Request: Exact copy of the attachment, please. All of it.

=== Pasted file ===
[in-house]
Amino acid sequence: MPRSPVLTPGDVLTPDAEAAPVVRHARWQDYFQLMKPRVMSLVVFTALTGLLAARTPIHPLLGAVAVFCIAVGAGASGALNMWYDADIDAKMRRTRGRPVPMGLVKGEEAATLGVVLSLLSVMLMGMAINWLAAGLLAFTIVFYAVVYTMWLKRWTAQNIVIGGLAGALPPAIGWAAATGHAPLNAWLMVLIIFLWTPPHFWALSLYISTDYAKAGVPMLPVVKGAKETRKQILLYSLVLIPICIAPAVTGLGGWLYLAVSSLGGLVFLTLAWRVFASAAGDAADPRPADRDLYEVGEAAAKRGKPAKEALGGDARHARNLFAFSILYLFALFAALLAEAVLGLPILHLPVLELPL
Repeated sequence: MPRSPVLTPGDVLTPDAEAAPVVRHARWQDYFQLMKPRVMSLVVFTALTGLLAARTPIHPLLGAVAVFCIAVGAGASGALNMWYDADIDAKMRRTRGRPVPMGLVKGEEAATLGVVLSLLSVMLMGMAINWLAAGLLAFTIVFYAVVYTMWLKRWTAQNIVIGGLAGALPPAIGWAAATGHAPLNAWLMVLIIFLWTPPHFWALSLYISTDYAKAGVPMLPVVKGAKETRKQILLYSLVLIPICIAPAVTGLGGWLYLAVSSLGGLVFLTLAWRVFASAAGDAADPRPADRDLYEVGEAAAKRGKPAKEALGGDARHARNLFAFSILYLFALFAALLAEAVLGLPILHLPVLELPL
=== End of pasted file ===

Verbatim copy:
[in-house]
Amino acid sequence: MPRSPVLTPGDVLTPDAEAAPVVRHARWQDYFQLMKPRVMSLVVFTALTGLLAARTPIHPLLGAVAVFCIAVGAGASGALNMWYDADIDAKMRRTRGRPVPMGLVKGEEAATLGVVLSLLSVMLMGMAINWLAAGLLAFTIVFYAVVYTMWLKRWTAQNIVIGGLAGALPPAIGWAAATGHAPLNAWLMVLIIFLWTPPHFWALSLYISTDYAKAGVPMLPVVKGAKETRKQILLYSLVLIPICIAPAVTGLGGWLYLAVSSLGGLVFLTLAWRVFASAAGDAADPRPADRDLYEVGEAAAKRGKPAKEALGGDARHARNLFAFSILYLFALFAALLAEAVLGLPILHLPVLELPL
Repeated sequence: MPRSPVLTPGDVLTPDAEAAPVVRHARWQDYFQLMKPRVMSLVVFTALTGLLAARTPIHPLLGAVAVFCIAVGAGASGALNMWYDADIDAKMRRTRGRPVPMGLVKGEEAATLGVVLSLLSVMLMGMAINWLAAGLLAFTIVFYAVVYTMWLKRWTAQNIVIGGLAGALPPAIGWAAATGHAPLNAWLMVLIIFLWTPPHFWALSLYISTDYAKAGVPMLPVVKGAKETRKQILLYSLVLIPICIAPAVTGLGGWLYLAVSSLGGLVFLTLAWRVFASAAGDAADPRPADRDLYEVGEAAAKRGKPAKEALGGDARHARNLFAFSILYLFALFAALLAEAVLGLPILHLPVLELPL